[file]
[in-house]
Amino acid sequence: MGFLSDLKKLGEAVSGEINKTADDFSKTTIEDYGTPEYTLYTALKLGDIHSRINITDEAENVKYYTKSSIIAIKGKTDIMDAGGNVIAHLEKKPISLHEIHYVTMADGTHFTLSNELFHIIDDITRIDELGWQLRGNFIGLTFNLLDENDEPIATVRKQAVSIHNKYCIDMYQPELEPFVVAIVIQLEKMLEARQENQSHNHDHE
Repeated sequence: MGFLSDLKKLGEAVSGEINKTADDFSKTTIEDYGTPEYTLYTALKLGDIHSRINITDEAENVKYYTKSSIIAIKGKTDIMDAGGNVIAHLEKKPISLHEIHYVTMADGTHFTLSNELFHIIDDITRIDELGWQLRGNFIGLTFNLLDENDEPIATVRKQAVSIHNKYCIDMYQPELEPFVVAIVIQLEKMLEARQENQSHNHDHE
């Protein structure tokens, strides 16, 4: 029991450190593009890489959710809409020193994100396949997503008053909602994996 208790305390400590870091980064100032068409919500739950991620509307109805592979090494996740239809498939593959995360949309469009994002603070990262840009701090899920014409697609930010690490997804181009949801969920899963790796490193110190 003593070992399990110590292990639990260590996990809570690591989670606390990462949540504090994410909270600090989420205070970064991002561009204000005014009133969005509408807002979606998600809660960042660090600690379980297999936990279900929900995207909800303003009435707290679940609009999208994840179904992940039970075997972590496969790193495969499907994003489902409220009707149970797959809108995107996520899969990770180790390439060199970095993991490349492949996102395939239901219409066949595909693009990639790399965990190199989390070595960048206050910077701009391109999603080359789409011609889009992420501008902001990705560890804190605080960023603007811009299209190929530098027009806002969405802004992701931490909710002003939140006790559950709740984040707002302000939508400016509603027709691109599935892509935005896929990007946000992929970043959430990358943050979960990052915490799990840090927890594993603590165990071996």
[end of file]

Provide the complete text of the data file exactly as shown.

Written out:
[in-house]
Amino acid sequence: MGFLSDLKKLGEAVSGEINKTADDFSKTTIEDYGTPEYTLYTALKLGDIHSRINITDEAENVKYYTKSSIIAIKGKTDIMDAGGNVIAHLEKKPISLHEIHYVTMADGTHFTLSNELFHIIDDITRIDELGWQLRGNFIGLTFNLLDENDEPIATVRKQAVSIHNKYCIDMYQPELEPFVVAIVIQLEKMLEARQENQSHNHDHE
Repeated sequence: MGFLSDLKKLGEAVSGEINKTADDFSKTTIEDYGTPEYTLYTALKLGDIHSRINITDEAENVKYYTKSSIIAIKGKTDIMDAGGNVIAHLEKKPISLHEIHYVTMADGTHFTLSNELFHIIDDITRIDELGWQLRGNFIGLTFNLLDENDEPIATVRKQAVSIHNKYCIDMYQPELEPFVVAIVIQLEKMLEARQENQSHNHDHE
């Protein structure tokens, strides 16, 4: 029991450190593009890489959710809409020193994100396949997503008053909602994996 208790305390400590870091980064100032068409919500739950991620509307109805592979090494996740239809498939593959995360949309469009994002603070990262840009701090899920014409697609930010690490997804181009949801969920899963790796490193110190 003593070992399990110590292990639990260590996990809570690591989670606390990462949540504090994410909270600090989420205070970064991002561009204000005014009133969005509408807002979606998600809660960042660090600690379980297999936990279900929900995207909800303003009435707290679940609009999208994840179904992940039970075997972590496969790193495969499907994003489902409220009707149970797959809108995107996520899969990770180790390439060199970095993991490349492949996102395939239901219409066949595909693009990639790399965990190199989390070595960048206050910077701009391109999603080359789409011609889009992420501008902001990705560890804190605080960023603007811009299209190929530098027009806002969405802004992701931490909710002003939140006790559950709740984040707002302000939508400016509603027709691109599935892509935005896929990007946000992929970043959430990358943050979960990052915490799990840090927890594993603590165990071996």